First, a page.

By Rich Noyes
Editor’s note. This is excerted from a Newsbusters post and is reposted with permission.
Every four years since 2000, the online opinion site Slate lets readers see how their staff has voted in the presidential election. It’s a commendable exercise in transparency, especially in a profession where many journalists invariably promote liberal politicians and liberal viewpoints, only to deny their work is influenced by their opinions.
This year, the survey found, not a single Slate staffer voted for President Trump, even though more than 74,200,000 other Americans did — a record haul for a Republican nominee. That compares with 56 staffers who said they voted for Joe Biden (98%), one who picked Green Party candidate Howie Hawkins (2%), and one intern who as of November 2 still hadn’t made up her mind between Hawkins and Biden.
Four years ago, the staff poll showed a similar tilt: 59 votes (97%) for Democrat Hillary Clinton, one for Green Party candidate Jill Stein, one write-in vote for independent candidate Evan McMullin, and none for Donald Trump.
According to this year’s post, “The last time any Slate staffer voted Republican in this survey was for Romney in 2012. Will that be the last time ever? That’s kind of up to the Republican Party more than it’s up to Slate.”
The question is whether Slate is indicative of the broader liberal media establishment. Looking at their coverage, it’s hard to imagine anyone at the New York Times, Washington Post, CNN, MSNBC or any of the broadcast networks voting for Trump, ever. And let’s not forget that Joe Biden won 93% of this year’s newspaper endorsements, vs. just seven percent for Trump.
We can also compare Slate’s tally with surveys of journalists conducted by a variety of scholars and organizations over the past several decades. While some surveyed elite journalists, and others looked at a wider sample that included small-town newspapers, these polls invariably found a massive gap between the media and the public.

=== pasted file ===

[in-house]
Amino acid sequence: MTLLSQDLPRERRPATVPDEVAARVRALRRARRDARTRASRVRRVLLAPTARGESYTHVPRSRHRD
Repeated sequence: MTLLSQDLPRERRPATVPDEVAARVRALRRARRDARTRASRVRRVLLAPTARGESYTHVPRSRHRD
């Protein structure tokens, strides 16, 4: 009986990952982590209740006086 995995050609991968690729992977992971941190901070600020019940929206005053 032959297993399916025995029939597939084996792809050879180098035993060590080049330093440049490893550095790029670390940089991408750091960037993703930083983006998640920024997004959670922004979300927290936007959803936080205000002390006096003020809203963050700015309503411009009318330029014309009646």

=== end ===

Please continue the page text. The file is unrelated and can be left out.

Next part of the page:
The Media Elite surveys in the early 1980s, for example, found 94% of top journalists for Lyndon Johnson in 1964; 86% for Hubert Humphrey in 1968; 81% for George McGovern in 1972 and 81% for Jimmy Carter in 1976. A 1985 Los Angeles Times poll of journalists working at more than 600 newspapers would have handed Walter Mondale a 58%-26% landslide victory over Ronald Reagan, even as the country gave Reagan a 59%-41% landslide over Mondale.
Another survey (Rothman & Black) found 76% of elite journalists voted for Michael Dukakis in 1988, while 91% voted for Bill Clinton. And after George W. Bush won re-election in 2004, the University of Connecticut found journalists working around the country preferred John Kerry over Bush by a wide margin, 52% to 19%.
Those lopsided margins seem only slightly less extreme than earlier Slate surveys showing the magazine’s staff picked Al Gore over Bush in 2000, 76% to 11%; Kerry over Bush in 2004, 87% to 9%; Barack Obama over John McCain in 2008, 96% to 2%; and Obama over Mitt Romney in 2012, 85% to 5%.
This year’s Slate survey also makes it clear that their staff wanted a far more left-wing nominee than Biden, with 77% saying they voted for either Elizabeth Warren (20 votes) or Bernie Sanders (seven votes) in the Democratic primary, vs. 20% for Biden (seven votes) and three percent (just one vote) for former South Bend, Indiana Mayor Pete Buttigieg.